Nothing Like the Sun: A Story of Shakespeare's Love Life

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For the Sting album, see ...Nothing Like the Sun. For the Shakespearean Sonnet in which the line first appears, see Sonnet 130.
First edition (Heinemann)

Nothing Like the Sun is a fictional biography of William Shakespeare by Anthony Burgess first published in 1964. The novel concerns alleged relationships of Shakespeare from his perspective, including one with the notorious Elizabethan prostitute, Lucy Negro.

Background[edit]

Burgess recounted in his Foreword added to later editions that the novel was a project of his for many years, but the process of writing accelerated so that publishing would coincide with the quatercentenary of Shakespeare's birth, on April 23, 1964.[1] Though often disregarded by reviewers, Burgess detailed in the Foreword that the novel does have a frame story in which a professor of a Malaysian college named "Mr. Burgess" delivers his final lecture on the life of Shakespeare before returning to the United Kingdom while progressively becoming more drunk on rice wine and gradually less inhibited as the lecture progresses.[2] The "lecture" begins with "Mr. Burgess" reading Sonnet 147, to which he will eventually reference as proof of Shakespeare contracting syphilis, proposing that his Dark Lady's name is spelled in acrostic in the poem, the letters F T M H being a latinization of the Arabic name "Fatjmah", meaning "destiny".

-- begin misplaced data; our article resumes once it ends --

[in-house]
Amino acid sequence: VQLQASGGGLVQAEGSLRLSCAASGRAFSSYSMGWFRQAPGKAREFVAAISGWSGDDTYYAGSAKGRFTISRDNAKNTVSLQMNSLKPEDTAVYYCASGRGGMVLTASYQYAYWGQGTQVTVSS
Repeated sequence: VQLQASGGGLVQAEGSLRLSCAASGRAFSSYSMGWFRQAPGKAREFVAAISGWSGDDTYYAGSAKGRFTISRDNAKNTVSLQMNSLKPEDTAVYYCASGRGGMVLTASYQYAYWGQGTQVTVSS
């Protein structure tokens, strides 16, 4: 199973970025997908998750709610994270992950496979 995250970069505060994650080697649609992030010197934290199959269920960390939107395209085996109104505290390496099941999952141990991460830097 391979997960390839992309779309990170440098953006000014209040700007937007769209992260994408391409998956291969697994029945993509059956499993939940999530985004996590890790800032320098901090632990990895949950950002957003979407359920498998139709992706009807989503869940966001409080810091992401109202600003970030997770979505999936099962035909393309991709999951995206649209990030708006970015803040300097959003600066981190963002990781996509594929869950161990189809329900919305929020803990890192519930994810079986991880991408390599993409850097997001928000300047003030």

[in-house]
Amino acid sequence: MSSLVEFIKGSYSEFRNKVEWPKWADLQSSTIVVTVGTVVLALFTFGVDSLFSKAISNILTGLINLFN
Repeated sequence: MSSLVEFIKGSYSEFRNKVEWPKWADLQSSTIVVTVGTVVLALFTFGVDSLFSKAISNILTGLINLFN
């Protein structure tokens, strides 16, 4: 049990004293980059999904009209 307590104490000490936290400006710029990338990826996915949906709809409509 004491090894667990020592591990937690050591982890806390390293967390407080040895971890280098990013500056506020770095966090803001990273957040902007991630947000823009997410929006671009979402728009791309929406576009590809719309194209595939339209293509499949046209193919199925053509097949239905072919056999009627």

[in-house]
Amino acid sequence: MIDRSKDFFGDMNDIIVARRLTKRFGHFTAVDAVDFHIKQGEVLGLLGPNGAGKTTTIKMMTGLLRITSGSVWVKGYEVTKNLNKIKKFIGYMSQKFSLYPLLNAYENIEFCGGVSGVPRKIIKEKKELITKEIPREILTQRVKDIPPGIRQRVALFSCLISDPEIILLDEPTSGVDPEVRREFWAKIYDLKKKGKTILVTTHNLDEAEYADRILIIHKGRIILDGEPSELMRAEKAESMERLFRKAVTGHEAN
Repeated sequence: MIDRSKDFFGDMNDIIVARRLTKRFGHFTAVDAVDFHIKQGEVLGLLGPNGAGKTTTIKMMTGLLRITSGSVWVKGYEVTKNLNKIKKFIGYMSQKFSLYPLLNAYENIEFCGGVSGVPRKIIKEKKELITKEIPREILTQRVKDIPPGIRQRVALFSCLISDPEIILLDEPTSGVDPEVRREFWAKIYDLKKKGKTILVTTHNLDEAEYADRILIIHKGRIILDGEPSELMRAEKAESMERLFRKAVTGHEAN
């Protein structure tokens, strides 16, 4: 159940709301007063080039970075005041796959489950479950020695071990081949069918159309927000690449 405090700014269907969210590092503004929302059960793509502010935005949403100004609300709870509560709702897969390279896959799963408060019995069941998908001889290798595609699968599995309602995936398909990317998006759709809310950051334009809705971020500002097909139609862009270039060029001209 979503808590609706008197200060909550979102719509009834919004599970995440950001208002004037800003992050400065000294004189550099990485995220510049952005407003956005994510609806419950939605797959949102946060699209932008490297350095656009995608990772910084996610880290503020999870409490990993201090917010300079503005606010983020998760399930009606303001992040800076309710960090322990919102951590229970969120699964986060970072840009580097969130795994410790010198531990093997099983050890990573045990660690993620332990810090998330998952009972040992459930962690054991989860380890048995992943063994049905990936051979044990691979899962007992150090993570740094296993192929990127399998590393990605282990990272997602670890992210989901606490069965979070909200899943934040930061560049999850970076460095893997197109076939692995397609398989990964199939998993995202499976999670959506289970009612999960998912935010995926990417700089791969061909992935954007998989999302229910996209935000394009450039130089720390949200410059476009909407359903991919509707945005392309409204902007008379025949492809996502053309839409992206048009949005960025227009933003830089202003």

The novel also includes a plot of Shakespeare becoming cuckolded by his younger brother Richard, a thesis Burgess first encountered in the Scylla and Charybdis episode of James Joyce's Ulysses.[3]

The novel's title refers to the first line of Sonnet 130: "My mistress' eyes are nothing like the sun."

Burgess uses a style which owes something to both Elizabethan English and Joycean wordplay.

Reception[edit]

It ranks among Harold Bloom's favourite Burgess novels.[4] He noted it in his book, The Western Canon, as the most effective biography of Shakespeare,[5] and proposed it as a canonical work in that book's appendices.[6]

Further reading[edit]

  • Burgess, Anthony (1992). Nothing Like The Sun. London: Vintage. ISBN 0-09-941690-5. 
  • Burgess, Anthony (2013). Nothing Like The Sun. New York: W. W. Norton & Company. ISBN 978-0-393-34640-4. 

Notes[edit]

  1. ^ Burgess, Anthony (1982). Nothing like the sun : a story of Shakespeare's love-life (repr. ed.). London: Vintage. pp. 1–2. ISBN 0-09-919431-7. 
  2. ^ Burgess, Anthony (1982). Nothing like the sun : a story of Shakespeare's love-life (repr. ed.). London: Vintage. p. 1. ISBN 0-09-919431-7. 
  3. ^ Burgess, Anthony (1982). Nothing like the sun : a story of Shakespeare's love-life (repr. ed.). London: Vintage. p. 2. ISBN 0-09-919431-7. 
  4. ^ Bloom, Harold (November 11, 2009). "Road Trip". New York Times. Retrieved 22 October 2012. 
  5. ^ Bloom, Harold (1995). The Western canon : the books and school of the ages (1st Riverhead ed. ed.). New York: Riverhead Books. p. 181. ISBN 1573225142. 
  6. ^ Bloom, Harold (1995). The Western canon : the books and school of the ages (1st Riverhead ed. ed.). New York: Riverhead Books. p. 386. ISBN 1573225142.